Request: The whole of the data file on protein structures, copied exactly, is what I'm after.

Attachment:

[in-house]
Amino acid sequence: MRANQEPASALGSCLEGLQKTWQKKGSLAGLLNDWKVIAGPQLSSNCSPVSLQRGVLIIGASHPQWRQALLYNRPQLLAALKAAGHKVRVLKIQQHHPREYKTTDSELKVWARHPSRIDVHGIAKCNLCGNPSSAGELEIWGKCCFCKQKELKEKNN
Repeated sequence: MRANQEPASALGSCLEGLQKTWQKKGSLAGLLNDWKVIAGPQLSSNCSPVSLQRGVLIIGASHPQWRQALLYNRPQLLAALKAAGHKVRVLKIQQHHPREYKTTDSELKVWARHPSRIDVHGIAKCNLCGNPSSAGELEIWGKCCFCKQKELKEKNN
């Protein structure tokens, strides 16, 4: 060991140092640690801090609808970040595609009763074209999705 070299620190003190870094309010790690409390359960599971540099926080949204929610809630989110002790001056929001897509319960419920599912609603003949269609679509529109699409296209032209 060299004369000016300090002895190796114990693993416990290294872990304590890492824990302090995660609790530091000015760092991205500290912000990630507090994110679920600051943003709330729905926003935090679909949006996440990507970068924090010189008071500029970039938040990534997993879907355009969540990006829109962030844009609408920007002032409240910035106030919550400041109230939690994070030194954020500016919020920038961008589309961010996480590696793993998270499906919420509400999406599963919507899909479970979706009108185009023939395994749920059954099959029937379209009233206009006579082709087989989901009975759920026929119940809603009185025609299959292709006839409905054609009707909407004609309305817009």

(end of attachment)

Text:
[in-house]
Amino acid sequence: MRANQEPASALGSCLEGLQKTWQKKGSLAGLLNDWKVIAGPQLSSNCSPVSLQRGVLIIGASHPQWRQALLYNRPQLLAALKAAGHKVRVLKIQQHHPREYKTTDSELKVWARHPSRIDVHGIAKCNLCGNPSSAGELEIWGKCCFCKQKELKEKNN
Repeated sequence: MRANQEPASALGSCLEGLQKTWQKKGSLAGLLNDWKVIAGPQLSSNCSPVSLQRGVLIIGASHPQWRQALLYNRPQLLAALKAAGHKVRVLKIQQHHPREYKTTDSELKVWARHPSRIDVHGIAKCNLCGNPSSAGELEIWGKCCFCKQKELKEKNN
């Protein structure tokens, strides 16, 4: 060991140092640690801090609808970040595609009763074209999705 070299620190003190870094309010790690409390359960599971540099926080949204929610809630989110002790001056929001897509319960419920599912609603003949269609679509529109699409296209032209 060299004369000016300090002895190796114990693993416990290294872990304590890492824990302090995660609790530091000015760092991205500290912000990630507090994110679920600051943003709330729905926003935090679909949006996440990507970068924090010189008071500029970039938040990534997993879907355009969540990006829109962030844009609408920007002032409240910035106030919550400041109230939690994070030194954020500016919020920038961008589309961010996480590696793993998270499906919420509400999406599963919507899909479970979706009108185009023939395994749920059954099959029937379209009233206009006579082709087989989901009975759920026929119940809603009185025609299959292709006839409905054609009707909407004609309305817009």